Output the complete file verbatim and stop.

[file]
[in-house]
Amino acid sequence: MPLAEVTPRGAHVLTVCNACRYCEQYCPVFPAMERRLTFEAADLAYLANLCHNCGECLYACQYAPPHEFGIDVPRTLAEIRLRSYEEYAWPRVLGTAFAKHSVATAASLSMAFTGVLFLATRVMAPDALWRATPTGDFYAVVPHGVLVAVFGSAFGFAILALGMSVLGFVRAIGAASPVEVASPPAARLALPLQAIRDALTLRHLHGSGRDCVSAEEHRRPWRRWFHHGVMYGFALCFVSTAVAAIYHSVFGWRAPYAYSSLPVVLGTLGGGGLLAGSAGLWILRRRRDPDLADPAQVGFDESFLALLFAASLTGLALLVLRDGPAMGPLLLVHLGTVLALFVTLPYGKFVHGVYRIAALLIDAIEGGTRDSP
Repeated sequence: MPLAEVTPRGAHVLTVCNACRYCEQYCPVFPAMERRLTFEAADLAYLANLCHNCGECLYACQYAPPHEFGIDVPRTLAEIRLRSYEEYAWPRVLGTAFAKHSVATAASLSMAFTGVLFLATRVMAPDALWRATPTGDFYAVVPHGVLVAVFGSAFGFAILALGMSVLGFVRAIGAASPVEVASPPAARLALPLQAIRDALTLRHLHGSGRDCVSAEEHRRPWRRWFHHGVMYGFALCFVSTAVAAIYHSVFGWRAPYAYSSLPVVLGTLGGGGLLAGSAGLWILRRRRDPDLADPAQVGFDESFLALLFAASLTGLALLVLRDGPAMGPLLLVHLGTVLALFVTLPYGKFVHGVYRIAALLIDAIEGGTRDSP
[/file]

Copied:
[in-house]
Amino acid sequence: MPLAEVTPRGAHVLTVCNACRYCEQYCPVFPAMERRLTFEAADLAYLANLCHNCGECLYACQYAPPHEFGIDVPRTLAEIRLRSYEEYAWPRVLGTAFAKHSVATAASLSMAFTGVLFLATRVMAPDALWRATPTGDFYAVVPHGVLVAVFGSAFGFAILALGMSVLGFVRAIGAASPVEVASPPAARLALPLQAIRDALTLRHLHGSGRDCVSAEEHRRPWRRWFHHGVMYGFALCFVSTAVAAIYHSVFGWRAPYAYSSLPVVLGTLGGGGLLAGSAGLWILRRRRDPDLADPAQVGFDESFLALLFAASLTGLALLVLRDGPAMGPLLLVHLGTVLALFVTLPYGKFVHGVYRIAALLIDAIEGGTRDSP
Repeated sequence: MPLAEVTPRGAHVLTVCNACRYCEQYCPVFPAMERRLTFEAADLAYLANLCHNCGECLYACQYAPPHEFGIDVPRTLAEIRLRSYEEYAWPRVLGTAFAKHSVATAASLSMAFTGVLFLATRVMAPDALWRATPTGDFYAVVPHGVLVAVFGSAFGFAILALGMSVLGFVRAIGAASPVEVASPPAARLALPLQAIRDALTLRHLHGSGRDCVSAEEHRRPWRRWFHHGVMYGFALCFVSTAVAAIYHSVFGWRAPYAYSSLPVVLGTLGGGGLLAGSAGLWILRRRRDPDLADPAQVGFDESFLALLFAASLTGLALLVLRDGPAMGPLLLVHLGTVLALFVTLPYGKFVHGVYRIAALLIDAIEGGTRDSP